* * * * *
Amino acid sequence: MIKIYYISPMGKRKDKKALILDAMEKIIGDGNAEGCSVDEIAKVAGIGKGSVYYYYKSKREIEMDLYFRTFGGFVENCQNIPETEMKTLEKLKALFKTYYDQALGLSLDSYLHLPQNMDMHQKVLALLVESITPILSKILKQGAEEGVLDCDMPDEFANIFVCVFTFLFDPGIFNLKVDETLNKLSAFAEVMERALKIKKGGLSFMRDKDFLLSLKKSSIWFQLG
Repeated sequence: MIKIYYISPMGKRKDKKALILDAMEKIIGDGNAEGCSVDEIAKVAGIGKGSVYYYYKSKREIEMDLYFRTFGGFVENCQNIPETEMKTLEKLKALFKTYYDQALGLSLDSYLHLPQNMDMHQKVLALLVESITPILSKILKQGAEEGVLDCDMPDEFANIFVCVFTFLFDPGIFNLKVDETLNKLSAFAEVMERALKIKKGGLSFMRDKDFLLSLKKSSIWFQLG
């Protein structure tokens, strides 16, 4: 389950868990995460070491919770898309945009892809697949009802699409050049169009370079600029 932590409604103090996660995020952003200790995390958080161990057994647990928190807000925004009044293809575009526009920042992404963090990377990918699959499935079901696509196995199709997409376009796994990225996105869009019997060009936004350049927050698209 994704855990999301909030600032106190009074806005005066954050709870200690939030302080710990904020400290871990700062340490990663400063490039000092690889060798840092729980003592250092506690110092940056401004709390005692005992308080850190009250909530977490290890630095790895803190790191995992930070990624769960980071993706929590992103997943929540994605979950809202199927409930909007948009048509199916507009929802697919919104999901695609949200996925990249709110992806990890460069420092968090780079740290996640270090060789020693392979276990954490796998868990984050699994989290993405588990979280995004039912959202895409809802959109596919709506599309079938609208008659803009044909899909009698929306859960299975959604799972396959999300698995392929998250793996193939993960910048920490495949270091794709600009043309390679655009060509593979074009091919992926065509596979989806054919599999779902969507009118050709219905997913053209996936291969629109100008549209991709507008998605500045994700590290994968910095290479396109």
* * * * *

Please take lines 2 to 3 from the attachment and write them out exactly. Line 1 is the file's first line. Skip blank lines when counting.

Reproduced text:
Repeated sequence: MIKIYYISPMGKRKDKKALILDAMEKIIGDGNAEGCSVDEIAKVAGIGKGSVYYYYKSKREIEMDLYFRTFGGFVENCQNIPETEMKTLEKLKALFKTYYDQALGLSLDSYLHLPQNMDMHQKVLALLVESITPILSKILKQGAEEGVLDCDMPDEFANIFVCVFTFLFDPGIFNLKVDETLNKLSAFAEVMERALKIKKGGLSFMRDKDFLLSLKKSSIWFQLG
């Protein structure tokens, strides 16, 4: 389950868990995460070491919770898309945009892809697949009802699409050049169009370079600029 932590409604103090996660995020952003200790995390958080161990057994647990928190807000925004009044293809575009526009920042992404963090990377990918699959499935079901696509196995199709997409376009796994990225996105869009019997060009936004350049927050698209 994704855990999301909030600032106190009074806005005066954050709870200690939030302080710990904020400290871990700062340490990663400063490039000092690889060798840092729980003592250092506690110092940056401004709390005692005992308080850190009250909530977490290890630095790895803190790191995992930070990624769960980071993706929590992103997943929540994605979950809202199927409930909007948009048509199916507009929802697919919104999901695609949200996925990249709110992806990890460069420092968090780079740290996640270090060789020693392979276990954490796998868990984050699994989290993405588990979280995004039912959202895409809802959109596919709506599309079938609208008659803009044909899909009698929306859960299975959604799972396959999300698995392929998250793996193939993960910048920490495949270091794709600009043309390679655009060509593979074009091919992926065509596979989806054919599999779902969507009118050709219905997913053209996936291969629109100008549209991709507008998605500045994700590290994968910095290479396109």